Having your credit frozen will not affect your ability to get your annual free credit reports from each of the three major credit-reporting agencies Equifax, Experian and TransUnion.  It is important to put a credit freeze on your credit report at each of the three major credit reporting agencies.  Here are the links to each of them where you can go to freeze your credit.




Scam of the day – November 9, 2012 – Image stealing malware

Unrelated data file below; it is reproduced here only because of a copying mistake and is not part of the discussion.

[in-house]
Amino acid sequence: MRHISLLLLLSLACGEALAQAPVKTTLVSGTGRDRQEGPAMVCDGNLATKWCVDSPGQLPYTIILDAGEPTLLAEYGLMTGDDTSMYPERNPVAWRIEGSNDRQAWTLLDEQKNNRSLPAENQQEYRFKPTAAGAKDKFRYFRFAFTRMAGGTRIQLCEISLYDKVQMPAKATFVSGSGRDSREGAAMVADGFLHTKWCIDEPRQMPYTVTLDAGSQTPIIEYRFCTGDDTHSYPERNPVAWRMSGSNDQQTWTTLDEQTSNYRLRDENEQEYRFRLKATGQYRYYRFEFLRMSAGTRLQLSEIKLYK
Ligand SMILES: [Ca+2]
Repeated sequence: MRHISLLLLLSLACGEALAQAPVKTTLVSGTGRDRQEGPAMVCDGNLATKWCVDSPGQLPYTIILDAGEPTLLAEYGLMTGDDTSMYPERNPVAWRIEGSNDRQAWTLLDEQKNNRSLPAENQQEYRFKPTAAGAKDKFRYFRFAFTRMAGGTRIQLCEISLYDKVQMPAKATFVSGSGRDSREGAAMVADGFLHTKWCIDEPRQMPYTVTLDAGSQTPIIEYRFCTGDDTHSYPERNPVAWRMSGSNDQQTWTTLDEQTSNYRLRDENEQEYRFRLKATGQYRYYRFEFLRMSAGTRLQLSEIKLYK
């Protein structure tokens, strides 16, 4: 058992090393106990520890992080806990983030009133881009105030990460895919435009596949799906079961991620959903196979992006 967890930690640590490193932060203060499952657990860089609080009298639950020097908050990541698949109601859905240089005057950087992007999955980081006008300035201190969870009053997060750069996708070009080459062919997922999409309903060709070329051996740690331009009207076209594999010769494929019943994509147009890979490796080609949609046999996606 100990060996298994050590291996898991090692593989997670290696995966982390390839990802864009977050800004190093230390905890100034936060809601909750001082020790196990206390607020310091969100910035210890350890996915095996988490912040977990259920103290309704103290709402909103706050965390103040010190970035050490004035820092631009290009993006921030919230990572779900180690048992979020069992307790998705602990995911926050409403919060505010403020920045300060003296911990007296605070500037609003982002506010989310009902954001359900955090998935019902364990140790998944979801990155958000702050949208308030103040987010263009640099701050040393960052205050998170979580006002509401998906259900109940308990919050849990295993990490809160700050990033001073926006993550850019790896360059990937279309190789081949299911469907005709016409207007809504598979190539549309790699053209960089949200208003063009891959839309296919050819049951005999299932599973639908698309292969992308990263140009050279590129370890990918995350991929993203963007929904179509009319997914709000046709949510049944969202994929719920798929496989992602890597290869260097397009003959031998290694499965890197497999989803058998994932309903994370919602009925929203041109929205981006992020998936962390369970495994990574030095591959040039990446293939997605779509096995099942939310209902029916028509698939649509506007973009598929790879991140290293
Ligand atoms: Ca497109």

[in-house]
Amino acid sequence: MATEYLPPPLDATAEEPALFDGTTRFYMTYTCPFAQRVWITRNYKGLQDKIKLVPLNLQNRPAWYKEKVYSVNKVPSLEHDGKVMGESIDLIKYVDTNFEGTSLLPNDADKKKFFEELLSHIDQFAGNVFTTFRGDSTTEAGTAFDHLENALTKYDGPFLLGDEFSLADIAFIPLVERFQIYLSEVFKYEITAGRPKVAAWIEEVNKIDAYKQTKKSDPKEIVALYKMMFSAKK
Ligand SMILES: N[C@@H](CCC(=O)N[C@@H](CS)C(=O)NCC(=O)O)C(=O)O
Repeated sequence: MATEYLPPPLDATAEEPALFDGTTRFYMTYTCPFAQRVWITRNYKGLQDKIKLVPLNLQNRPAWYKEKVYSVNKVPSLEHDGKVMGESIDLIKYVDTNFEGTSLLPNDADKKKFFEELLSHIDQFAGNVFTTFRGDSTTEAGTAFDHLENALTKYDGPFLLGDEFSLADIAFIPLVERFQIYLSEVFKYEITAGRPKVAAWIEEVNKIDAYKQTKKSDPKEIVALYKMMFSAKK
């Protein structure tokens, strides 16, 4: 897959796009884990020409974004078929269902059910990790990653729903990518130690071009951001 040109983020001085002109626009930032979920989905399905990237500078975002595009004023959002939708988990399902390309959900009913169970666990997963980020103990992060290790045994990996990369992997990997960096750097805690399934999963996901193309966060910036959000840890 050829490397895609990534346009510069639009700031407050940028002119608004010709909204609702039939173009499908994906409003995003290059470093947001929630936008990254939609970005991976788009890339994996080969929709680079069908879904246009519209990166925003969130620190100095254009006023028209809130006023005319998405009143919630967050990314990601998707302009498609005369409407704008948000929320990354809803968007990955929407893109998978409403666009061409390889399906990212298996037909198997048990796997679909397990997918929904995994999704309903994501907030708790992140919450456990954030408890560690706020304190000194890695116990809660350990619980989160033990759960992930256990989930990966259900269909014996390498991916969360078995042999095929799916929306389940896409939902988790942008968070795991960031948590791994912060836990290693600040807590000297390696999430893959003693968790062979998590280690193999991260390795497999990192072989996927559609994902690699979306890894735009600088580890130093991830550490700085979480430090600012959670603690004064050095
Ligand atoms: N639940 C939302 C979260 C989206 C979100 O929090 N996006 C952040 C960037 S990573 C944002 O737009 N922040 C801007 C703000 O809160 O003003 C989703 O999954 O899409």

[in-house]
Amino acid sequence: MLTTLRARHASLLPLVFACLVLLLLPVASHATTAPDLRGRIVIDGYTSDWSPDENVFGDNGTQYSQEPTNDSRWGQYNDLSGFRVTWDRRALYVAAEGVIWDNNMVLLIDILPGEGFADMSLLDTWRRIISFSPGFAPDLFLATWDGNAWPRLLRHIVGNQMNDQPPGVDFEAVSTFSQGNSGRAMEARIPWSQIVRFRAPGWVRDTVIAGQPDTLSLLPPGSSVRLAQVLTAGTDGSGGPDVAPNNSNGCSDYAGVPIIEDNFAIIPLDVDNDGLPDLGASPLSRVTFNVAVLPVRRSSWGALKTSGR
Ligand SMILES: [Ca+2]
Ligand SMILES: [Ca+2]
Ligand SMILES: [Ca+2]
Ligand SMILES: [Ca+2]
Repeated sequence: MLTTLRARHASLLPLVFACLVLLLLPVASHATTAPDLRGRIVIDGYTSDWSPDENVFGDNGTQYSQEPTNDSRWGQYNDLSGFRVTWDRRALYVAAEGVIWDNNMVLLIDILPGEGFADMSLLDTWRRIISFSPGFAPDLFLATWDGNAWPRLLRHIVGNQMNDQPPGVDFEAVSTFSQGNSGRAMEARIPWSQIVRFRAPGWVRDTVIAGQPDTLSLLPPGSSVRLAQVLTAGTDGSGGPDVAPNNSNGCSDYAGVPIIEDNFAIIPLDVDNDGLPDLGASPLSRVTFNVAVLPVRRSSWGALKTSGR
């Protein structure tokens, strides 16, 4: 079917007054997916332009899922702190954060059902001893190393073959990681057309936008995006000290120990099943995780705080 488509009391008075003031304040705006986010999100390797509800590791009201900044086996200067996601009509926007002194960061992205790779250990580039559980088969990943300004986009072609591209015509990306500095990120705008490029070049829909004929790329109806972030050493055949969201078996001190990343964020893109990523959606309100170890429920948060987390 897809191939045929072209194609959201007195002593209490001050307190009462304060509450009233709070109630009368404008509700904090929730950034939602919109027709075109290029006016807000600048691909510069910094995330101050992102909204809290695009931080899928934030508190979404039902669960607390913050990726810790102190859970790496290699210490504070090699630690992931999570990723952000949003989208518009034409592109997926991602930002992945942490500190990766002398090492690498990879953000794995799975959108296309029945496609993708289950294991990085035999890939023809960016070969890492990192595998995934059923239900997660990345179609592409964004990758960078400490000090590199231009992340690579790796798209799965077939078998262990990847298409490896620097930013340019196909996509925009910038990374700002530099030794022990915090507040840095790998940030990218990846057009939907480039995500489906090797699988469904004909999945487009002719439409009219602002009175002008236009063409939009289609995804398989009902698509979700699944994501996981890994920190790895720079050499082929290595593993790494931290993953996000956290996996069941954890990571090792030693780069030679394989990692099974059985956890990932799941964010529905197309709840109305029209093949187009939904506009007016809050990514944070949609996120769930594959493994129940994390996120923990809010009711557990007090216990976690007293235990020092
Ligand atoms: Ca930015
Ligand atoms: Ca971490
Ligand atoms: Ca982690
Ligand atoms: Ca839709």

Regular visitors to this website/blog have read about keystroke logging malware that can be unwittingly downloaded on to your computer when you think you are downloading free music, free games, or are persuaded to click on a link in a tainted email.  Once installed on your computer, this type of malware, which is often called a Trojan Horse for obvious reasons, can read everything in your computer that is contained in documents or text.  Now, however, a new type of malware is appearing that steals the images that are stored on your computer in formats such as .jpg, .jpeg or .dmp.  While you might wonder what problem would be presented by the stealing of your photographs or scans, you should consider what files you do have in such formats.  Many people will scan financial documents into their computers, which can provide an identity thief using this type of malware which is called a Pixsteal Trojan, with all of the information he or she needs to make you a victim of serious identity theft.  In addition, many people may keep photographs of a private nature on their computer, which, if they fall into the wrong hands can result in blackmail.